Sunfire True Subwoofer EQ review

A domestic subwoofer with an incredible power to size ratio

TechRadar Verdict

A massively powerful and enjoyable sub


  • +


    Astonishingly loud output


  • -

    Ultimate low-end extension is limited for the cash

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It takes a lot of excitement to get the hairs on my arms to stand up. For I am a privileged person who has enjoyed some astonishing low frequency experiences, from the Volcanic eruption imitator at the Vulcanology study centre in Lanzarote, to the 15ft-wide roaring municipal steam vent in the hills near Reykjavik, (130dB@

But this Sunfire True Subwoofer EQ Signature made my nipples harden with sheer excitement.

Forget about any concepts of small subwoofers you may have. There are plenty of excellent brands competing with small subs at around a price zone of £300 to £700. But this tiny dense lump of dark matter not only weighs in at a heavy 22kg, it costs the thick end of two grand and wants to eat your lounge!

Box of tricks

So, what can you cram into a 13in cube that adds up to £1,695? For a start, the box is a superbly finished deep black. The cabinet is as small as any sub I have seen.

The underside has four small rubber studs and there are four slightly heavier duty 2cm rubber studs in the packaging, in case the fitted ones are insufficient to prevent floor migration.

You also get two injection-moulded plastic trim rings - all there is by way of speaker grilles. This is because the top roll surround of each of the two opposing 10in drivers is huge. The front part of the speaker is not a cone, but rather a flat pistonic membrane.

I was told they have oversize magnets and most insanely of all, that this cube (which has barely any unfilled cubic space inside, what with all the huge drivers) actually houses an amplifier, using Bob Carver's patented Tracking Downconverter power supply technology, rated to drop 2,700W into the 3.3O load these driver's voice coils offer up. Incredibly, the power amp does not require cooling fins on the outside.

The back panel is moderately complex but this shouldn't prove a problem as the manual that comes with this product is both clear and lucid. The controls amount to a volume dial, crossover dial (30Hz- 100Hz) and sweepable phase control. There are sockets for inputs and outputs on phono as well as inputs via speaker level screw-down connections.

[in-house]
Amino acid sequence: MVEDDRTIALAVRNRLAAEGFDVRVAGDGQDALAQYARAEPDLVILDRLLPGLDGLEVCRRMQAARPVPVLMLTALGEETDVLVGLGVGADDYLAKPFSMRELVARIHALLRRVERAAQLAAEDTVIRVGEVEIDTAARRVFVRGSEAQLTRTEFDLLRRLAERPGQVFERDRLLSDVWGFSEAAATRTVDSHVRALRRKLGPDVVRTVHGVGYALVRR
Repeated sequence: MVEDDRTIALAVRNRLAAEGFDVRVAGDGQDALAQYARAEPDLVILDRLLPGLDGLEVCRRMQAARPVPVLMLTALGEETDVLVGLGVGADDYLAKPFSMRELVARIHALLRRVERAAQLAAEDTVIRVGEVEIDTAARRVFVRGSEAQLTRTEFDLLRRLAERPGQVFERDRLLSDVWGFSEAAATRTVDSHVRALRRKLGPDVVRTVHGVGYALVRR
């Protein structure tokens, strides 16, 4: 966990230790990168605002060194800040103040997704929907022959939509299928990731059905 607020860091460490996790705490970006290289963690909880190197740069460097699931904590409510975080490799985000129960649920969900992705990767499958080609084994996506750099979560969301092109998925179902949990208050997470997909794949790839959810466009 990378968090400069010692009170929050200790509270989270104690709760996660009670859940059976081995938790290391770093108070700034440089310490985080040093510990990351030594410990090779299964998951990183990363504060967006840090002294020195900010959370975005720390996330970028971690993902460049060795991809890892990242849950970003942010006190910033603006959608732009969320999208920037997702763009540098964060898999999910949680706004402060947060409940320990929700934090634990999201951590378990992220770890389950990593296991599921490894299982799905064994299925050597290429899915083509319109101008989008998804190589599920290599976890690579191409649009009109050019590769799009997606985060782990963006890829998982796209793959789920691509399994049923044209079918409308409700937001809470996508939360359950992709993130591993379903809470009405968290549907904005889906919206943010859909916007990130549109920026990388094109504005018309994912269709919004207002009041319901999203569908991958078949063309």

There is also a balanced XLR input socket and a choice of two sorts of connectors to take advantage of the 12V trigger feature. A single 'Go' button and a dial to allow from 100 per cent influence to Off, are used to operate the four band autoequalising system. You even get a small microphone on a stand to use with the EQ facility. It is the simplest self-EQ system around and a cinch to use.

I connected the tiny spud to my LFE feed, and set about lining it up to my reference Energy Veritas speakers. Despite my reference system being large, the Sunfire True loved them. Oddly enough, it is neither bipolar nor dipolar in radiation pattern, since both drivers do different things according to the internal control electronics.

Thus you get an astonishing torque-twisting effect on the whole box. Should you wish, the Sunfire can be mounted on 1.5in spikes, which 'will impart a substantial house and floor shaking sensation.'

The sound has a monstrous, almost unstoppable power, with real grip as the huge amplifier kicks in. The depth of cut off is incredible but interestingly, it still doesn't go as low as better-known rivals such as the REL Strata or Stampede, evidenced by its thin output to the Telarc Mars disc which is notable 15Hz throb. As far as SPL (Sound Pressure Level) is concerned though, this box can raise the roof.

Despite its diminutive size, the Sunfire True is a massively powerful and enjoyable sub. Quart in a pint pot? More like a gallon in an egg cup. If you want to pressure load a room without taking up floor space and aggravating your partner, it can be considered great value. Audition, enjoy - and then buy two. was the former name of Its staff were at the forefront of the digital publishing revolution, and spearheaded the move to bring consumer technology journalism to its natural home – online. Many of the current TechRadar staff started life a staff writer, covering everything from the emerging smartphone market to the evolving market of personal computers. Think of it as the building blocks of the TechRadar you love today.